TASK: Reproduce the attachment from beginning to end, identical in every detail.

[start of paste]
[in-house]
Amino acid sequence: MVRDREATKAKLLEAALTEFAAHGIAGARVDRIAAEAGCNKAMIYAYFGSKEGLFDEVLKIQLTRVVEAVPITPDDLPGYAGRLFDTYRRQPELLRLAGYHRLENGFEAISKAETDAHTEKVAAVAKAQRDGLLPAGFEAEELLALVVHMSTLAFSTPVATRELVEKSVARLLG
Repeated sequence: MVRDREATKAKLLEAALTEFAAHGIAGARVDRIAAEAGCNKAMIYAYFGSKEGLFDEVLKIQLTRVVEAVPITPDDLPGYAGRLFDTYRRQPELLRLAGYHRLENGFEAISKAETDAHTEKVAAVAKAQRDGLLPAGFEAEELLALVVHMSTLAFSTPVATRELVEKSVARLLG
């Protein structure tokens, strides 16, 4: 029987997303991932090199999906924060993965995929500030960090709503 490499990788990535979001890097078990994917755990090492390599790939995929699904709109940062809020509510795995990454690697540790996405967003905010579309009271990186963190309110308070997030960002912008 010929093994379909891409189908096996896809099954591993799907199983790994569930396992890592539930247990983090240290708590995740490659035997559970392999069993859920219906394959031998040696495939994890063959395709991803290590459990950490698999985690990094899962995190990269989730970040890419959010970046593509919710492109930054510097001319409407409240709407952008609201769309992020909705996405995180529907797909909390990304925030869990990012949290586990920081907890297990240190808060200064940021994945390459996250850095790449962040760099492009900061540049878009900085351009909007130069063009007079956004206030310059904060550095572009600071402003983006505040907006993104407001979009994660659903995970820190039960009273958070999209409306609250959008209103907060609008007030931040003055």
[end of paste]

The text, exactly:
[in-house]
Amino acid sequence: MVRDREATKAKLLEAALTEFAAHGIAGARVDRIAAEAGCNKAMIYAYFGSKEGLFDEVLKIQLTRVVEAVPITPDDLPGYAGRLFDTYRRQPELLRLAGYHRLENGFEAISKAETDAHTEKVAAVAKAQRDGLLPAGFEAEELLALVVHMSTLAFSTPVATRELVEKSVARLLG
Repeated sequence: MVRDREATKAKLLEAALTEFAAHGIAGARVDRIAAEAGCNKAMIYAYFGSKEGLFDEVLKIQLTRVVEAVPITPDDLPGYAGRLFDTYRRQPELLRLAGYHRLENGFEAISKAETDAHTEKVAAVAKAQRDGLLPAGFEAEELLALVVHMSTLAFSTPVATRELVEKSVARLLG
């Protein structure tokens, strides 16, 4: 029987997303991932090199999906924060993965995929500030960090709503 490499990788990535979001890097078990994917755990090492390599790939995929699904709109940062809020509510795995990454690697540790996405967003905010579309009271990186963190309110308070997030960002912008 010929093994379909891409189908096996896809099954591993799907199983790994569930396992890592539930247990983090240290708590995740490659035997559970392999069993859920219906394959031998040696495939994890063959395709991803290590459990950490698999985690990094899962995190990269989730970040890419959010970046593509919710492109930054510097001319409407409240709407952008609201769309992020909705996405995180529907797909909390990304925030869990990012949290586990920081907890297990240190808060200064940021994945390459996250850095790449962040760099492009900061540049878009900085351009909007130069063009007079956004206030310059904060550095572009600071402003983006505040907006993104407001979009994660659903995970820190039960009273958070999209409306609250959008209103907060609008007030931040003055």